Collaboration Converts Intent Into Action

Southeast Regional Office, Atlanta, Georgia
Cohesive Strategy - Response to Wildfire, Maintain and Restore Resilient Landscapes

Collaboration is the Key

Trainees at the L-481 Intent into Action leadership course conduct a mock briefing.
Trainees at the L-481 Intent into Action leadership course conduct a mock briefing.

NPS Photo

The National Park Service (NPS) Southeast Regional Office (SERO) recently hosted an interagency, interdisciplinary session of Intent into Action: Advanced Leadership for the Command & General Staff in Chattanooga, Tennessee. Attendees from around the country representing a variety of disciplines and federal agencies came to gain practical skills and tools to build cohesion, adaptiveness and resilience during complex incident planning and operations.

NPS staff from the Alaska, Intermountain, Midwest, National Capital, Northeast and Southeast regions represented a wide range of programs from administration and maintenance to law enforcement and wildland fire. Members of the US Forest Service National Incident Management Organization (NIMO) and the US Fish & Wildlife Service (FWS) also attended.

Southeast Regional Fire Management Officer Shawn Nagle, who played a key role in the course’s organization, celebrated the deliberate mix of participants. "The diversity of backgrounds and disciplines from the students made this course successful. There were NPS and FWS, wildland fire and all hazard, east coast to Alaska, and regional level to field level, which proved how ICS [Incident Command System] is a management system that works across all boundaries."

The Intent into Action training was made possible through collaborative planning efforts and financial assistance from the SERO Wildland Fire and Aviation Management Program, the Washington Office (WASO) Visitor and Resource Protection Directorate and the NPS Branch of Wildland Fire’s Workforce Development Grant.

The NPS Wildland Fire Workforce Development Grant Program is intended to promote succession, encourage innovation, build technical skills and provide opportunities for interdisciplinary and interagency collaboration. National Wildland Fire Training Program Manager Jim Shultz endorsed the training as an example of the grant’s purpose. “The delivery of the L-481 course in the Southeast Region clearly represents an effort which exemplifies the foundational elements of the program. It is through these kinds of activities that the grant program will continue to see support.”

Large incidents are complex and require degrees of teamwork and integration beyond smaller incidents. Command and General Staff (C&G) members must perform as a cohesive unit to conduct effective operations under a shared vision and understanding. This program concentrates on integrating leadership and incident management acumen to achieve strategic results in large-scale incidents, and ensuring the C&G can meet objectives from using incident management practices.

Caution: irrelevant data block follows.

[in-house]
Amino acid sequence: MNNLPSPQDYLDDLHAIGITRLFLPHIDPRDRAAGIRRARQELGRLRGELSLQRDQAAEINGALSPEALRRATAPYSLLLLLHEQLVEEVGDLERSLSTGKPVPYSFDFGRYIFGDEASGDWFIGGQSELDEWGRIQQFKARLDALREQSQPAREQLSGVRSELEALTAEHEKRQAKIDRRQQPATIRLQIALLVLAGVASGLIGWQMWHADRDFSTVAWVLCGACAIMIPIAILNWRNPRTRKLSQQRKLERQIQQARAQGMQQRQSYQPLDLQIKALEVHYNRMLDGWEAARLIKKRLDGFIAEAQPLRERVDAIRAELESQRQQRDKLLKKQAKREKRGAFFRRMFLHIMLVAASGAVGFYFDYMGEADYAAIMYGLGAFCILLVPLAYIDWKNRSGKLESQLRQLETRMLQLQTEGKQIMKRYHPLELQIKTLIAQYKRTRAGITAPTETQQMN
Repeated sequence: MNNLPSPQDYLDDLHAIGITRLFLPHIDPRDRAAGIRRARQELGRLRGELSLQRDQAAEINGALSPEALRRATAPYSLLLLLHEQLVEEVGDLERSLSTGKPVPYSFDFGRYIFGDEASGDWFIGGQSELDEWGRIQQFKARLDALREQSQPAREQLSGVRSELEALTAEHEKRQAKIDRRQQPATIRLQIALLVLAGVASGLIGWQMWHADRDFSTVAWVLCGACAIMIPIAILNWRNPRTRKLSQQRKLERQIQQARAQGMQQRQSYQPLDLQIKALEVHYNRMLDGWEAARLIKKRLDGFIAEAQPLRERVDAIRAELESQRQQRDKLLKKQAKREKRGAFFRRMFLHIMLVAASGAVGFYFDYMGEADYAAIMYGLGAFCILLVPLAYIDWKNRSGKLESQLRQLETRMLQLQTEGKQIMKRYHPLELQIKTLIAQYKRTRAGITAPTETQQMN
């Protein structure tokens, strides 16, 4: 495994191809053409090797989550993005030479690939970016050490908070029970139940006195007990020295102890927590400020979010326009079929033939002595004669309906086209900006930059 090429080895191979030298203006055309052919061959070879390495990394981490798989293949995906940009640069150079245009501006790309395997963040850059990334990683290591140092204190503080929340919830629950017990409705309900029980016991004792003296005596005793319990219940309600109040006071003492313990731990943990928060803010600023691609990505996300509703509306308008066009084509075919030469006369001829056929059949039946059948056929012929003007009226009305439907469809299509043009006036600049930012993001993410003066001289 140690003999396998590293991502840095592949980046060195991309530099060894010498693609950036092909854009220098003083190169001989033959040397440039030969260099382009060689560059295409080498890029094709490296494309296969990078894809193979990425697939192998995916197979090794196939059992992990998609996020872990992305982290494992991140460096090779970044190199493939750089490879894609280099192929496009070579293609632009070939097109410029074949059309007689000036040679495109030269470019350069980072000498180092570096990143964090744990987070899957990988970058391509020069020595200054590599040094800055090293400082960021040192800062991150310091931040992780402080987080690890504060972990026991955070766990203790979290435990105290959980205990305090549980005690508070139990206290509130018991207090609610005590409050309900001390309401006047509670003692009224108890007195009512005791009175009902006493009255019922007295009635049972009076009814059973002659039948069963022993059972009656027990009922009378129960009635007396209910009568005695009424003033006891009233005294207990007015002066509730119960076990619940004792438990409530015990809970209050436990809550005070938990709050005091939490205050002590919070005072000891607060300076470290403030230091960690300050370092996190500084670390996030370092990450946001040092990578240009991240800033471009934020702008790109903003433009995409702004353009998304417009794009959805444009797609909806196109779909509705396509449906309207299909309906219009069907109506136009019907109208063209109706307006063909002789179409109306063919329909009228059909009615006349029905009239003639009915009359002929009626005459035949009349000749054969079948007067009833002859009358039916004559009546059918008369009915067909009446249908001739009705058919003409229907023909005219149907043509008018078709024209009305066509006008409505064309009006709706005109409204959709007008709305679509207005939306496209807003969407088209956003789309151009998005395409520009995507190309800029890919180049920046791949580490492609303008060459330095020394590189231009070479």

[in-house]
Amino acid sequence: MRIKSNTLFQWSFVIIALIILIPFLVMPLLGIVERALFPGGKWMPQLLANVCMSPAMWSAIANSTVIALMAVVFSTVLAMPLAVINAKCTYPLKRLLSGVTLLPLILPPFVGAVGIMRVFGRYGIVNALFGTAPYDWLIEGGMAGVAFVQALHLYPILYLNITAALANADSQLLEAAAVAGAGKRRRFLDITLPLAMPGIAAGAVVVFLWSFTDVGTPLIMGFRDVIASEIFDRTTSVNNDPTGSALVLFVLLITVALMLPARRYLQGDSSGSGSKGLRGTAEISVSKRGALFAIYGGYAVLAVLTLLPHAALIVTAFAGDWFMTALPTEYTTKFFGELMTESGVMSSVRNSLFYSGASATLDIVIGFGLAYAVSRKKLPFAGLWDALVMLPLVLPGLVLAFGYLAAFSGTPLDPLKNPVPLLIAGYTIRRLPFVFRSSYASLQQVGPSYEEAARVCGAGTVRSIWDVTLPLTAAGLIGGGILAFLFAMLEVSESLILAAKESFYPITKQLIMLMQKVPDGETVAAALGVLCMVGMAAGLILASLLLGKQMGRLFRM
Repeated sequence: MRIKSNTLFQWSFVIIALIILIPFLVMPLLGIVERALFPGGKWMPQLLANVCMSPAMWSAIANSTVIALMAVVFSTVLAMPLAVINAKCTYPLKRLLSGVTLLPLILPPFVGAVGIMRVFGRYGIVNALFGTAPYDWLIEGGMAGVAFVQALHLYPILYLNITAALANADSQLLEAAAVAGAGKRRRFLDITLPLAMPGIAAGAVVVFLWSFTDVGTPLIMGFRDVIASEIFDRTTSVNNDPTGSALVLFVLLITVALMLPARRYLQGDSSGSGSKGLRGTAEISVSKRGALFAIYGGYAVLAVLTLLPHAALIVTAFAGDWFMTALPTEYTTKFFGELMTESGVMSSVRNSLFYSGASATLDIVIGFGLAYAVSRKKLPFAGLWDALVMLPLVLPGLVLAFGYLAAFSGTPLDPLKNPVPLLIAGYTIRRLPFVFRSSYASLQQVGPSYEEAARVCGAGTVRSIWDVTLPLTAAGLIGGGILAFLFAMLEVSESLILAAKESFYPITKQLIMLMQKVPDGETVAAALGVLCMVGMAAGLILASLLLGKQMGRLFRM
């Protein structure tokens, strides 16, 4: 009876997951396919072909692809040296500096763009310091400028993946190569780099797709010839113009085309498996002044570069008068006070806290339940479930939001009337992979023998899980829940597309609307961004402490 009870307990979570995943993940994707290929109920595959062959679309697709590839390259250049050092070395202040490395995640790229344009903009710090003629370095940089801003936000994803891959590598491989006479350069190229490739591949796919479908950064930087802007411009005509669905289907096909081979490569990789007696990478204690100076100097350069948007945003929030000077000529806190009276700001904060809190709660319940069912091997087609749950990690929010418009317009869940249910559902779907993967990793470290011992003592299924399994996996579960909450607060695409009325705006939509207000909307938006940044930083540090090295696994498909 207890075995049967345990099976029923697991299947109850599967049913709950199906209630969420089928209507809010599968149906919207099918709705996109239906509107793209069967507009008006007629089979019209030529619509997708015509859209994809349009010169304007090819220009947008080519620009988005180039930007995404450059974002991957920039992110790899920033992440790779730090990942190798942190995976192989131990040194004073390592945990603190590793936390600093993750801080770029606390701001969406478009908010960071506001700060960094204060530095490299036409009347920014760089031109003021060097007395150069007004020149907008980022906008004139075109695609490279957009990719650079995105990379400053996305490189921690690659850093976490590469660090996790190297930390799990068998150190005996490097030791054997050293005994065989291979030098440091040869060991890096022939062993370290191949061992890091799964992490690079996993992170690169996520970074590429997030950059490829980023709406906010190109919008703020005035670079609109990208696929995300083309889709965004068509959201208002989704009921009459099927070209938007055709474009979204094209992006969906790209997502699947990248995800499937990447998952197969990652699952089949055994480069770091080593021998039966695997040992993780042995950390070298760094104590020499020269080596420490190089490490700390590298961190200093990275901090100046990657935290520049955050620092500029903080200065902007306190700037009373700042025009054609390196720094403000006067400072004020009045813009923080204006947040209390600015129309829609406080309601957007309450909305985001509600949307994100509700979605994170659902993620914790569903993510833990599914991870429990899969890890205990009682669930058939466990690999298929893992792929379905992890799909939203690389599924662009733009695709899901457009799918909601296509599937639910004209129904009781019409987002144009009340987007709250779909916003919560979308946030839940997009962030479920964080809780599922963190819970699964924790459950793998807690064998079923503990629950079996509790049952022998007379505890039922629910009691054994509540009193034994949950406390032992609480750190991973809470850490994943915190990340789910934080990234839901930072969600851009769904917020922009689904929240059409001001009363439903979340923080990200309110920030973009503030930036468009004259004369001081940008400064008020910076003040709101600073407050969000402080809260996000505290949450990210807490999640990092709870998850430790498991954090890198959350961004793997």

The high-intensity, five-day program develops proficiency beyond the nominal requirements of the Incident Command System (ICS). The training satisfies the requirements for Type 2 C&G staff positions as per NWCG and the Department of Interior (DOI) Incident Positions Qualification Guide (IPQG).

As overseer of emergency law and order (ELO) requests for NPS events and incidents, WASO Chief of Law Enforcement, Security and Emergency Services Charles Cuvelier sees an additional benefit of these types of training.

“We have consistently observed there is a direct relationship to the decisions made by teams and costs associated with incidents. Opportunities such as this training provide a means to create key decisions, integrate them in planning, and then execute the intent into action. Good decisions, well executed, protect parks, people, and resources in a cost effective way. The opposite is true as well. This training hones the skills of our incident management teams to better them for the circumstances in which they are sent to our parks in a time of need.”

All participants improved their skills in decision-making during time-critical situations, communication with a range of stakeholders, and leading and motivating people. The course provided practical experience using ICS structure in the context of a large incident response.

Upon completion of the course, 15 NPS personnel became C&G qualified, but more importantly, interagency and interdivision relationships were built or strengthened, and will provide endless benefits to all agencies and programs represented at the training.


Contact: Joshua Manley, Regional Fire Communication and Education Specialist

Email: e-mail us

Phone: (215) 327-6407